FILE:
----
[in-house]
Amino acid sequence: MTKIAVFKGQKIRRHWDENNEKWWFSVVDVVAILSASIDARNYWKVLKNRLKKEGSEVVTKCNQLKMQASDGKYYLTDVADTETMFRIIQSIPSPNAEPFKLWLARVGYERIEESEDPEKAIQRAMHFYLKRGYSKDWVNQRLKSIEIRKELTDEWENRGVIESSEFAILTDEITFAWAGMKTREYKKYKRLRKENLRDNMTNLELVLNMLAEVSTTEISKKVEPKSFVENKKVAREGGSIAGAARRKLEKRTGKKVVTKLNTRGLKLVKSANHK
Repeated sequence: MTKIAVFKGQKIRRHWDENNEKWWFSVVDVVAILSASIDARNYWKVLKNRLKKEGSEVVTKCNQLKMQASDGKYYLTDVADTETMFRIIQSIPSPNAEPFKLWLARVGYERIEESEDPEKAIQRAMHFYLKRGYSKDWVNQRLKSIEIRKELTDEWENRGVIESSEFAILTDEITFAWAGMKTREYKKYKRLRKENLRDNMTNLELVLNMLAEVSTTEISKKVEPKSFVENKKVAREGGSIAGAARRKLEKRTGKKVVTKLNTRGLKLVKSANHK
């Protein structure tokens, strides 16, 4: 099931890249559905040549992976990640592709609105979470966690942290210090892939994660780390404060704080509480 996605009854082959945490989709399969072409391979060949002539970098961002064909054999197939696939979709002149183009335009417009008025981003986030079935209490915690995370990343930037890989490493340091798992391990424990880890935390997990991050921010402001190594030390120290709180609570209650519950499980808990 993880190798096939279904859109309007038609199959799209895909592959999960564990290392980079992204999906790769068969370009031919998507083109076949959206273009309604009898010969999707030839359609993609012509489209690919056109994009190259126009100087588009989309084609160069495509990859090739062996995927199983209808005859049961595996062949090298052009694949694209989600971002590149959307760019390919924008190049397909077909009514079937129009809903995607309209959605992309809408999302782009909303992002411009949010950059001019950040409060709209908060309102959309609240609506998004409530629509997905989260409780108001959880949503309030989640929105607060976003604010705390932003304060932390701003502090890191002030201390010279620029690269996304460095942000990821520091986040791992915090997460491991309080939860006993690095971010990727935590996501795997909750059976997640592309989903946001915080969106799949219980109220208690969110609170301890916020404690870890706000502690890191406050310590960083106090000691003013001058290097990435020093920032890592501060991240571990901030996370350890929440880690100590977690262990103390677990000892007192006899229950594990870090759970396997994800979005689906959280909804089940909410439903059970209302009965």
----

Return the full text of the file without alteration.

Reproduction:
[in-house]
Amino acid sequence: MTKIAVFKGQKIRRHWDENNEKWWFSVVDVVAILSASIDARNYWKVLKNRLKKEGSEVVTKCNQLKMQASDGKYYLTDVADTETMFRIIQSIPSPNAEPFKLWLARVGYERIEESEDPEKAIQRAMHFYLKRGYSKDWVNQRLKSIEIRKELTDEWENRGVIESSEFAILTDEITFAWAGMKTREYKKYKRLRKENLRDNMTNLELVLNMLAEVSTTEISKKVEPKSFVENKKVAREGGSIAGAARRKLEKRTGKKVVTKLNTRGLKLVKSANHK
Repeated sequence: MTKIAVFKGQKIRRHWDENNEKWWFSVVDVVAILSASIDARNYWKVLKNRLKKEGSEVVTKCNQLKMQASDGKYYLTDVADTETMFRIIQSIPSPNAEPFKLWLARVGYERIEESEDPEKAIQRAMHFYLKRGYSKDWVNQRLKSIEIRKELTDEWENRGVIESSEFAILTDEITFAWAGMKTREYKKYKRLRKENLRDNMTNLELVLNMLAEVSTTEISKKVEPKSFVENKKVAREGGSIAGAARRKLEKRTGKKVVTKLNTRGLKLVKSANHK
């Protein structure tokens, strides 16, 4: 099931890249559905040549992976990640592709609105979470966690942290210090892939994660780390404060704080509480 996605009854082959945490989709399969072409391979060949002539970098961002064909054999197939696939979709002149183009335009417009008025981003986030079935209490915690995370990343930037890989490493340091798992391990424990880890935390997990991050921010402001190594030390120290709180609570209650519950499980808990 993880190798096939279904859109309007038609199959799209895909592959999960564990290392980079992204999906790769068969370009031919998507083109076949959206273009309604009898010969999707030839359609993609012509489209690919056109994009190259126009100087588009989309084609160069495509990859090739062996995927199983209808005859049961595996062949090298052009694949694209989600971002590149959307760019390919924008190049397909077909009514079937129009809903995607309209959605992309809408999302782009909303992002411009949010950059001019950040409060709209908060309102959309609240609506998004409530629509997905989260409780108001959880949503309030989640929105607060976003604010705390932003304060932390701003502090890191002030201390010279620029690269996304460095942000990821520091986040791992915090997460491991309080939860006993690095971010990727935590996501795997909750059976997640592309989903946001915080969106799949219980109220208690969110609170301890916020404690870890706000502690890191406050310590960083106090000691003013001058290097990435020093920032890592501060991240571990901030996370350890929440880690100590977690262990103390677990000892007192006899229950594990870090759970396997994800979005689906959280909804089940909410439903059970209302009965």